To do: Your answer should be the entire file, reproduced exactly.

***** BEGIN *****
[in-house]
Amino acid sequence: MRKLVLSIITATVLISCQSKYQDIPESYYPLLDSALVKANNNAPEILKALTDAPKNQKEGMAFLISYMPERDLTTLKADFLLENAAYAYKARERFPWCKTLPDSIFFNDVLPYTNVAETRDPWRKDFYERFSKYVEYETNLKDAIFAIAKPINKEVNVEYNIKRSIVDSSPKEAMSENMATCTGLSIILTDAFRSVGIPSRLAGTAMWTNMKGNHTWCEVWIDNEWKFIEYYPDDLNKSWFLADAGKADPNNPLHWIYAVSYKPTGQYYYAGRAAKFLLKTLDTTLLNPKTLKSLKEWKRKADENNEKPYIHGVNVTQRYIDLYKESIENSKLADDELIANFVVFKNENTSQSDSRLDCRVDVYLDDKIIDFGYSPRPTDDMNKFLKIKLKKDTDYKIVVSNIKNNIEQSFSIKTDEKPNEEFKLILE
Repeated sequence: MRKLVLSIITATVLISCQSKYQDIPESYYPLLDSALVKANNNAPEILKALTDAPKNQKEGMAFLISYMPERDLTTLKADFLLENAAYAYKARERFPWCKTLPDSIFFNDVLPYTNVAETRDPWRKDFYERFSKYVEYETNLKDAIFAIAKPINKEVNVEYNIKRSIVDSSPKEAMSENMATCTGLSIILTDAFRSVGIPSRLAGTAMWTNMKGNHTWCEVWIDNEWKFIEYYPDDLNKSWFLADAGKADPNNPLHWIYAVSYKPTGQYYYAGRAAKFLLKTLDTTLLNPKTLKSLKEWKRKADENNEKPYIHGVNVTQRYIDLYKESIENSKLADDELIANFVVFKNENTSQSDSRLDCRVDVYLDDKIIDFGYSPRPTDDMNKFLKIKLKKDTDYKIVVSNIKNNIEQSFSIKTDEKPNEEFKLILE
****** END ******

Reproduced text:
[in-house]
Amino acid sequence: MRKLVLSIITATVLISCQSKYQDIPESYYPLLDSALVKANNNAPEILKALTDAPKNQKEGMAFLISYMPERDLTTLKADFLLENAAYAYKARERFPWCKTLPDSIFFNDVLPYTNVAETRDPWRKDFYERFSKYVEYETNLKDAIFAIAKPINKEVNVEYNIKRSIVDSSPKEAMSENMATCTGLSIILTDAFRSVGIPSRLAGTAMWTNMKGNHTWCEVWIDNEWKFIEYYPDDLNKSWFLADAGKADPNNPLHWIYAVSYKPTGQYYYAGRAAKFLLKTLDTTLLNPKTLKSLKEWKRKADENNEKPYIHGVNVTQRYIDLYKESIENSKLADDELIANFVVFKNENTSQSDSRLDCRVDVYLDDKIIDFGYSPRPTDDMNKFLKIKLKKDTDYKIVVSNIKNNIEQSFSIKTDEKPNEEFKLILE
Repeated sequence: MRKLVLSIITATVLISCQSKYQDIPESYYPLLDSALVKANNNAPEILKALTDAPKNQKEGMAFLISYMPERDLTTLKADFLLENAAYAYKARERFPWCKTLPDSIFFNDVLPYTNVAETRDPWRKDFYERFSKYVEYETNLKDAIFAIAKPINKEVNVEYNIKRSIVDSSPKEAMSENMATCTGLSIILTDAFRSVGIPSRLAGTAMWTNMKGNHTWCEVWIDNEWKFIEYYPDDLNKSWFLADAGKADPNNPLHWIYAVSYKPTGQYYYAGRAAKFLLKTLDTTLLNPKTLKSLKEWKRKADENNEKPYIHGVNVTQRYIDLYKESIENSKLADDELIANFVVFKNENTSQSDSRLDCRVDVYLDDKIIDFGYSPRPTDDMNKFLKIKLKKDTDYKIVVSNIKNNIEQSFSIKTDEKPNEEFKLILE